|Publication number||US5719480 A|
|Application number||US 08/137,474|
|Publication date||Feb 17, 1998|
|Filing date||Oct 18, 1993|
|Priority date||Oct 27, 1992|
|Also published as||CA2081519A1, CA2081519C|
|Publication number||08137474, 137474, US 5719480 A, US 5719480A, US-A-5719480, US5719480 A, US5719480A|
|Inventors||Otmar Bock, Gabriele D'Eleuterio, John Lipitkas, Julius Grodski|
|Original Assignee||Minister Of National Defence Of Her Majesty's Canadian Government|
|Export Citation||BiBTeX, EndNote, RefMan|
|Patent Citations (15), Non-Patent Citations (28), Referenced by (30), Classifications (14), Legal Events (5)|
|External Links: USPTO, USPTO Assignment, Espacenet|
The present invention relates in its most general context to the control of mechanical and dynamical systems (e.g. chemical processes, electronic systems) using prototypical control signals (functions), defined by a set of parameters, in the control of such systems. The scaling and shaping of those prototypical control signals to effect a desired outcome from the system may be, for instance with the implementation of a neural network, accomplished through a process of learning on a set of training data. The invention is, in particular, directed to an adaptive control system for the control of the operation of robotic manipulators.
A typical robotic manipulator comprises a stationary base and n serial rigid links interconnected by n rotational joints wherein manipulator motion is brought about by n actuators, each actuator operating one joint. A typical control task for the manipulator is to move a gripper on the distal end of the most distal link from a given initial position into a desired final position in space, generally along a predetermined desired path with a desired speed. However, the relationships between the desired gripper movement and actuator torques required to bring about that movement are complex and very difficult to solve analytically when n >2.
One type of robotic manipulator control system is known as Computed Kinematics Control. The most basic approach to robot manipulator control with this system is to transform the desired gripper trajectory xd (t), i.e. the six-dimensional vector of gripper positions and orientations in space, into θd (t) which is the n-dimensional vector of joint positions. This transformation is achieved using the Inverse Kinematics equations.
In a second stage of the control system, θd (t) serves as a reference input for feedback-control circuits with the actual joint trajectory θa (t), the controlled output, being used as a feedback signal. Generally, linear fixed-gain (e.g. PID) controllers are used in each feedback loop with n of these circuits being needed, one for each joint.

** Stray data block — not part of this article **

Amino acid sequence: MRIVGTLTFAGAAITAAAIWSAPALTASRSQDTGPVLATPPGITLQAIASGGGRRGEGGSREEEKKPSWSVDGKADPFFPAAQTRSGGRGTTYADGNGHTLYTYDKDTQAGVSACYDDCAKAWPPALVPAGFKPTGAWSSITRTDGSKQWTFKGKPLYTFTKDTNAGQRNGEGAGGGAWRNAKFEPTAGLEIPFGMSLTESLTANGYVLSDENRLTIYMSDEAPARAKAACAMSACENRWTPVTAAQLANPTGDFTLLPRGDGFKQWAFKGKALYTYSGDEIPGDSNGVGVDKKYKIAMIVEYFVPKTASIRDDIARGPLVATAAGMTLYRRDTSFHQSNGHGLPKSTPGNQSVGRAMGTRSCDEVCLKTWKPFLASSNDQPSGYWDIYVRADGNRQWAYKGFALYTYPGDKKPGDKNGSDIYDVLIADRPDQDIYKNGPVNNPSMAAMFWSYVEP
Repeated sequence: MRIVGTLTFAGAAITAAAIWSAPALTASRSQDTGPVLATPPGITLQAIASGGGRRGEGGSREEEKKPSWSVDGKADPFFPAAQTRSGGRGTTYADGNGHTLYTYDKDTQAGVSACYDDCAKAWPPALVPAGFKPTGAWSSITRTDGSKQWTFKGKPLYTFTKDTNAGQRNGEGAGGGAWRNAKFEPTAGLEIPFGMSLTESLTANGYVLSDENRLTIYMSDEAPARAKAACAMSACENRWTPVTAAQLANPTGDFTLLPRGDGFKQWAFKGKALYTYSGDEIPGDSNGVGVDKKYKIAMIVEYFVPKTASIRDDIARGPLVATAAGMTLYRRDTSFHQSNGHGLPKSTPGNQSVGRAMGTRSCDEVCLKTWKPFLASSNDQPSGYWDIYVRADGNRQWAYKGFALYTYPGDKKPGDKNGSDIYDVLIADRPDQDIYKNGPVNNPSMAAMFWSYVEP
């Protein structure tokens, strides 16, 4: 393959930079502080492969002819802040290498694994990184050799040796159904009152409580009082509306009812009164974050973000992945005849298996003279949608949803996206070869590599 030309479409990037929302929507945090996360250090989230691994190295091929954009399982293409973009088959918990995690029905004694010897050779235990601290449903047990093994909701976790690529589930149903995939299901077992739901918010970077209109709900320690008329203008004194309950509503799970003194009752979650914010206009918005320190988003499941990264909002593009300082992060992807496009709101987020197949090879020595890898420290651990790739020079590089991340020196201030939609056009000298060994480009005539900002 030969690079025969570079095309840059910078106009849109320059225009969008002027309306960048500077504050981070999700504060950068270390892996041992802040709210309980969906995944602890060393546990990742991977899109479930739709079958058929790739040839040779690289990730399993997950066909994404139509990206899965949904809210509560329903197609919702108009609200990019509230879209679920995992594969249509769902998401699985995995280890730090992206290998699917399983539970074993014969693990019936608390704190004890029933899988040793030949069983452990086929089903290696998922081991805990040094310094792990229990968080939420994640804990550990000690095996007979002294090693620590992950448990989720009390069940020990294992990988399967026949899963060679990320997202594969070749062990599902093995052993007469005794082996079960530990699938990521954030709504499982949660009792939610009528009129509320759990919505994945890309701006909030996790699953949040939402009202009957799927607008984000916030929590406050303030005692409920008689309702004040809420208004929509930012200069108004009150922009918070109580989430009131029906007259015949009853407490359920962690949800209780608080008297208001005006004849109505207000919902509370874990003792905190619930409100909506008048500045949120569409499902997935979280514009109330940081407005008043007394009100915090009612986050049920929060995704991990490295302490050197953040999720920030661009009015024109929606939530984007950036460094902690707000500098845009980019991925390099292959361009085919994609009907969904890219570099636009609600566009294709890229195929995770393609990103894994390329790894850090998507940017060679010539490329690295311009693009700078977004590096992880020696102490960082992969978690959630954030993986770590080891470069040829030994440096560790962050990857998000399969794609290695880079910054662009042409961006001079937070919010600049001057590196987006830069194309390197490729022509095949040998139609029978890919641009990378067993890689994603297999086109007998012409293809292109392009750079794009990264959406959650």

This type of control system has several deficiencies and in particular two short-comings. The first short-coming is that the controller gains have to remain relatively low to prevent instability of the control loop and to stay within the working range of the robot actuators, while high gains are needed in order to achieve high control accuracy (see elementary control theory).
The second short-coming with a computed kinematics control system is that this approach fails to compensate for joint coupling effects, such as centrifugal and coriolis accelerations, which result in the performance deteriorating at higher velocities. This last mentioned short-coming can be alleviated, to a degree, by adding a nonlinear controller which compensates for joint coupling effects. However, this nonlinear stage is complicated and adds a considerable computational burden to real-time robot control. Furthermore, it is difficult to design nonlinear stages for complex robots having a large number of links and joints, i.e. when n<2. In addition, the design of a nonlinear controller must accurately reflect the dynamics of any one particular manipulator and is specific for a given robot manipulator. In other words, the nonlinear stages must be redesigned for each different robot manipulator. This also means that as a robot's dynamics change by wear and tear over time, the nonlinear stages become inappropriate for those changed dynamics, which leads to deteriorating performance over time.
Another type of robot manipulator control system is known as Computed Torque Control. In this system, the Inverse Dynamics equations are used to calculate the a desired joint drive torques τd (t) for a given θd (t) which is the n-dimensional vector of joint positions. Joint coupling is included in those equations. Typically, negative feedback is needed to enhance performance in this type of system and, to this end, the performance error θa (t) -θd (t) serves as an input to a linear controller. Unfortunately, the Inverse Dynamics equations are complex and specific for a given robot. Therefore, this system must also be redesigned for each new robot and will result in deteriorating performance over time due to changes in a robot's dynamics caused by wear and tear. Furthermore, it also adds considerable computational burden to real-time robot control and is difficult to design for complex robots having n <2.